Grosse Pointe students stay present while over 100 teachers in sick-out

Sarah Rahal
The Detroit News

Attendance Friday at Grosse Pointe Public Schools was business as usual despite more than 100 district teachers staying home from work this week and rumors that students would be calling in sick en masse.

After some students indicated they planned to call in sick in solidarity with their teachers, Superintendent Gary Niehaus pleaded with parents to keep their kids in class. 

"Now is the time to set aside our differences and finish the school year strong. In this spirit, please do not keep your student home tomorrow or any other day," Niehaus wrote Thursday night in a letter to parents. "This accomplishes nothing other than disrupts the learning environment and divides those conflicted between their sense of loyalty and sense of duty."

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Student attendance Friday, even with quarantines, remained at nearly 90% with more than 6,100 students in person. On April 23, it was 91%, and on April 16, it was 89%, according to the district.

About 700 students are enrolled in the district's OneGP virtual learning, said Rebecca Fannon, spokeswoman for Grosse Pointe Public School System.

Students begin to exit Grosse Pointe North High School on Wednesday, April 28, 2021 as teachers called for a sick out.

Substitute teachers, central office staff, teachers from other buildings and other staffers from the Grosse Pointe Public School System had to be deployed on Wednesday to cover classes for the 116 absent teachers, including 47 teachers at North High School.

The district did not respond Friday if the teachers returned to work.

 Niehaus, who held a press conference Wednesday afternoon at district administrative offices, said the school system normally has an average of 61 teachers out on a given day. Niehaus said he sat in on two classes at North High — German and TV production — to cover for teachers.

Niehaus said on Wednesday he considered the large number of teachers who did not report for work to be a "one-day event" and acknowledged there is a difference of opinion on the board's decision to ease quarantine rules to allow more students to be in school face-to-face.

The board said students were being "over-quarantined" and the current guidelines were unsustainable because so many students were stuck at home.

The change was approved late Monday night by the district's school board in a 6-1 vote. 

According to data released by the district, more than 1,900 students needed to quarantine after potential exposure in April alone, as well as some teachers and staff. 

"By those standards a single COVID positive high school student, in our seven-period day, could close quarantine 15-50 students," Niehaus said in a statement. "Our board passed the resolution 6-1, supporting measures to keep more students in face to face instruction, for families that choose that option. That same evening, an update on our OneGP Virtual option was shared with the community."

In a letter to parents Thursday, Niehaus said he urged teachers to find a way to return to work following the new regulations including contract tracing of any student within three feet, those deemed close will be able to return after 10 days with a rapid test on the fifth day or later.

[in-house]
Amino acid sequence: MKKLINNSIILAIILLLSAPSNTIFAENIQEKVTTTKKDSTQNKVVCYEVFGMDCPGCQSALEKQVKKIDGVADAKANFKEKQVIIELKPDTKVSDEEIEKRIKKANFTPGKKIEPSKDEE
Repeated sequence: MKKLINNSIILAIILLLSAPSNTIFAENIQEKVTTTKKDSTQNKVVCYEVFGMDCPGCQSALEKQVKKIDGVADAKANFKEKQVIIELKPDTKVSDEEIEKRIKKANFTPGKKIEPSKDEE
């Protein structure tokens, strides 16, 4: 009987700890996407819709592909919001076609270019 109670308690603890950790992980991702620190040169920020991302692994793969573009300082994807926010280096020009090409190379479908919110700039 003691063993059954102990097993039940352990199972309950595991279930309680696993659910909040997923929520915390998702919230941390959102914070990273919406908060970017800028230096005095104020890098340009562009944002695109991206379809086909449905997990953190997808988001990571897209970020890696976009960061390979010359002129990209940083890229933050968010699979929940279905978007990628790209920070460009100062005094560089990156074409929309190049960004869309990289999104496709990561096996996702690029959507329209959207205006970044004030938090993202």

Grosse Pointe school Superintendent Gary Niehaus speaks about the large number of teacher absences in the district on Wednesday, April 28, 2021.

Niehaus made the same appeal to parents requesting students not remain home.

"This accomplishes nothing other than disrupts the learning environment and divides those conflicted between their sense of loyalty and sense of duty," he wrote to parents. "There are many ways to show your appreciation to our teachers, but keeping your child home is not one."

The Grosse Pointe Education Association represents hundreds of professional educators of the city's public school system and said, "The outstanding teachers of this district deserve better."

Teacher, secretary and paraprofessional union presidents Kim Manikas, Margaret O'Connell, Andrew Praedel and Christopher Pratt voiced concerns after the district returned to hybrid learning on Jan. 4. The union presidents said the return was a success until many employees quickly became ill and said parents were not informing schools that their child had been exposed.

"In light of this dedication to our students, we were very disheartened to read a statement from the superintendent sent to GP families today that publicly criticized our teachers who chose to use that leave time," the Grosse Pointe Education Association tweeted this week.

The public criticism, the group said, harms the already low morale of teachers who are struggling to maintain classrooms whether in remote, hybrid or in-person as the state experiences a teacher shortage.

"Teachers have many options among many districts to choose from. If GPPSS wants to continue to attract the best and brightest to teach in our district, it would be in everyone's best interest for the administration to refrain from attacking teachers for using leave time," the association said.

Jess Mathiak, a nurse who posted in the group "Michigan Save our Kids Open Our Schools," criticized the teachers after students were forced into the gymnasium unsure what to do without an instructor. She did not immediately respond to The News' request Friday.

“So while teachers who chose not to show up for kids, know that we parents will always show up. We don’t call in sick. We don't play games. We don’t take our ball and go home,” Mathiak wrote. “Thank you to the teachers who bravely said no to peer pressure and who came in to teach."

srahal@detroitnews.com

Twitter: @SarahRahal_